. Make sure you are doing cardio exercise at least 3 times a week for 30 min. Sweat and lower your salt intake since TRT increases sodium retention in some men.
Gynecomastia (male breast development)
Caused by high estradiol in the presence of low testosterone. This is rare in men on testosterone replacement.
· Arimidex Inhibits estrogen production. Available by prescription. 0.25 mg per week. There is no agreement on what the highest E2 level is for men on TRT with high testosterone. Ensure that your estradiol does not go too low (under 20 pg/ml) if you use anastrozole since it is needed for bone, skin, brain, lipids, libido, good lipids and hair health.
· Nolvadex (tamoxifen)– Competes with estrogen for receptors. Available by prescription, 10 to 20 mg/day. Use of Nolvadex during a steroid cycle may reduce the net anabolic effect, as it decreases the production of GH and IGF-1. High IGF-1 may be implicated in gynecomastia.
. Severe cases may require removal of the breast tissue by surgery.
· DHT cream- Some people have obtained great results by rubbing a 10% DHT cream on their nipples. Not available in the US but some people order it online from Germany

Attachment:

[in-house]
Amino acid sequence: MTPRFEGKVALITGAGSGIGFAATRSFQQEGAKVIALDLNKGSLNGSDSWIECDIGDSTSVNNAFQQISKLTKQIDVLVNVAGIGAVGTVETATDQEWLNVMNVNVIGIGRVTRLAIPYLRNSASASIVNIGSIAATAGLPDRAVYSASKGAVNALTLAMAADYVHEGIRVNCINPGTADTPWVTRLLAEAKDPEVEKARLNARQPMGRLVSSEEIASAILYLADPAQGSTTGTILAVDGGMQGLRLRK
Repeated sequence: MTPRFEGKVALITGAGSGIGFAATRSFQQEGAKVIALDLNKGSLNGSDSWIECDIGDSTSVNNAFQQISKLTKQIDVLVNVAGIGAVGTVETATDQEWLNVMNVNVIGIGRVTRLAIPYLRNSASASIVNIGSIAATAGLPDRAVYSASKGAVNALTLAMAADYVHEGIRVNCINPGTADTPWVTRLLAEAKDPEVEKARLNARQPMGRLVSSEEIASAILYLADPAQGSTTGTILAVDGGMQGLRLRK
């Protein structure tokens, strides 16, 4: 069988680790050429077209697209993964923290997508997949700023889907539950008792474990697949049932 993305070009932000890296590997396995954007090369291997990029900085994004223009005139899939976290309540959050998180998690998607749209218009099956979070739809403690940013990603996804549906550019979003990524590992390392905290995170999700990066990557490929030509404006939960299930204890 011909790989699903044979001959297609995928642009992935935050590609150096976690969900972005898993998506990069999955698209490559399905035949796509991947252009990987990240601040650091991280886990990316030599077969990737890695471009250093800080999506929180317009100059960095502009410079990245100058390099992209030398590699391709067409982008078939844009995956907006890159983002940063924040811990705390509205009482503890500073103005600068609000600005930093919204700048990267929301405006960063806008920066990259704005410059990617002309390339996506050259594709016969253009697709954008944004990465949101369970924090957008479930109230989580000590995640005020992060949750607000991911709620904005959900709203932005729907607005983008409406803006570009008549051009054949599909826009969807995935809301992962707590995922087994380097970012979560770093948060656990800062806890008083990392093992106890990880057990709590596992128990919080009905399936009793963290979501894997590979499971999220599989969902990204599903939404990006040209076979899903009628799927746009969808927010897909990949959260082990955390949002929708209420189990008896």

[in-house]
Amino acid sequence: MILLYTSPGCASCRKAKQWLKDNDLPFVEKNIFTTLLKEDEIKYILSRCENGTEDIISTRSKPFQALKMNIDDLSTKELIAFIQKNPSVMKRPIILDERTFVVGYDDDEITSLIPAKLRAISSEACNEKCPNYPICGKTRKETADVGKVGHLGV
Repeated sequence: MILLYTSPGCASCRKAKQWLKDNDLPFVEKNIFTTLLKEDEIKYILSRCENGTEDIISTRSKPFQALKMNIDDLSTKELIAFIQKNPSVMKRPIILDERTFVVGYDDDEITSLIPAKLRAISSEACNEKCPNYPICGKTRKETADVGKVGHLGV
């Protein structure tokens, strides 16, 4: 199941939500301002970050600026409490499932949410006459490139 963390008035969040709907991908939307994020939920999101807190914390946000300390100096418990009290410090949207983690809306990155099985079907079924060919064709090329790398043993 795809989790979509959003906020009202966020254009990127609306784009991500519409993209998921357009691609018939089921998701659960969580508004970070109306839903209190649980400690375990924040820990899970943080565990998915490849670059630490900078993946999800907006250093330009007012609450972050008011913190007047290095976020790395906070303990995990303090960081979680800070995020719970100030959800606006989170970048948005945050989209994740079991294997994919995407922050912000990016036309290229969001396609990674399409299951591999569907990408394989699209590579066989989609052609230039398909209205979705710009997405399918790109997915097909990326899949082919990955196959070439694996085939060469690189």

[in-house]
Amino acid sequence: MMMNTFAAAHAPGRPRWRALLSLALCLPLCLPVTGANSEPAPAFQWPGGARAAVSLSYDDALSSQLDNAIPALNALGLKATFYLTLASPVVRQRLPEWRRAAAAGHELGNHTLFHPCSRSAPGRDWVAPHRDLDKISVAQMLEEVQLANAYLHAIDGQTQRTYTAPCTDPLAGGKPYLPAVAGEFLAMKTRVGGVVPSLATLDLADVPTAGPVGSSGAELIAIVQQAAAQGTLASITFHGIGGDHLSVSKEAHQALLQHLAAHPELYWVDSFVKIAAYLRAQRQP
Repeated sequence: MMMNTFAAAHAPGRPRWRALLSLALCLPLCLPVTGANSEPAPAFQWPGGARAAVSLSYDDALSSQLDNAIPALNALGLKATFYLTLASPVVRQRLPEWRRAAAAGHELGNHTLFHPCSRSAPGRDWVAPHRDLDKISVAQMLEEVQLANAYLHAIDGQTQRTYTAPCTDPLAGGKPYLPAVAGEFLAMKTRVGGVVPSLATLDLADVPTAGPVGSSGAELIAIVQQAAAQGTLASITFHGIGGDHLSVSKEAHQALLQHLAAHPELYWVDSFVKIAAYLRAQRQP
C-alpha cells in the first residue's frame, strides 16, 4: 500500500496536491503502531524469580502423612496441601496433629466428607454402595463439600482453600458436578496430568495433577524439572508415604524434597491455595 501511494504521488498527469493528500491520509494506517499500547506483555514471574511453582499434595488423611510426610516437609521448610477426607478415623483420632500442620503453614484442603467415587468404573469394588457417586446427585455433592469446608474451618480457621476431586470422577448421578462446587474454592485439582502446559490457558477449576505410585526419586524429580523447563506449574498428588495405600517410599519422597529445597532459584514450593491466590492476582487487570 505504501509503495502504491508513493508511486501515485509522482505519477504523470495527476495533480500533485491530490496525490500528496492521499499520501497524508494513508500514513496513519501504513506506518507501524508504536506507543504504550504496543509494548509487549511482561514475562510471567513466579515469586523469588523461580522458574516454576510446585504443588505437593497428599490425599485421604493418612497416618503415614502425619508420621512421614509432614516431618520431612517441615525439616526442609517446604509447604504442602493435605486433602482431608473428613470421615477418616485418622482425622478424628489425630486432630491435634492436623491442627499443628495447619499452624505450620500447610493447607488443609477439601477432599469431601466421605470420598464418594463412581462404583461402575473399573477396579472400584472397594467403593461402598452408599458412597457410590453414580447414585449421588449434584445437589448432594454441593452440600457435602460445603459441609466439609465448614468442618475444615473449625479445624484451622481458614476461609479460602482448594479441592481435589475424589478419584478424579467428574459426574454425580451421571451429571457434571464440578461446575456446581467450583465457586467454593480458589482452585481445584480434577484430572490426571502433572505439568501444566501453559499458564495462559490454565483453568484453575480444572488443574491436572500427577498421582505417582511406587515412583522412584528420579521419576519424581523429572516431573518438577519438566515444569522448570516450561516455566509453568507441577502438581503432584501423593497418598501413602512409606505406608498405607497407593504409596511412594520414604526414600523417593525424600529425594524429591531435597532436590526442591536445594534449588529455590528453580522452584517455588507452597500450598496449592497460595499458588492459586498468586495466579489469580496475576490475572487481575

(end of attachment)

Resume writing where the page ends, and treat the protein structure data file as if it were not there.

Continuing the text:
. Read about medications/foods to avoid if you have gynecomastia.
. Those who do know to respond to the above, check other reasons
For affordable blood tests in most cities in the U.S. (Prescription provided): DiscountedLabs.com
More information on TRT lab tests.
Metzger, DL, et al. Estrogen receptor blockade with tamoxifen diminishes growth hormone secretion in boys: evidence for a stimulatory role of endogenous estrogens during male adolescence. J Clin Endocrinol Metab (1994) 79(2):513-518.
[ii] el-Sheikh, MM, et al. The effect of Permixon (saw palmetto) on androgen receptors. J Acta Obstet Gynecol Scand (1988) 67(5):397-399.
[iii] Suzuki, K, et al. Endocrine environment of benign prostatic hyperplasia: prostate size and volume are correlated with serum estrogen concentration. Scand J Urol Nephrol (1995) 29:65-68.
[iv] Gann, PH, et al. A prospective study of plasma hormone levels, nonhormonal factors, and development of benign prostatic hyperplasia. The Prostate (1995) 26:40-49.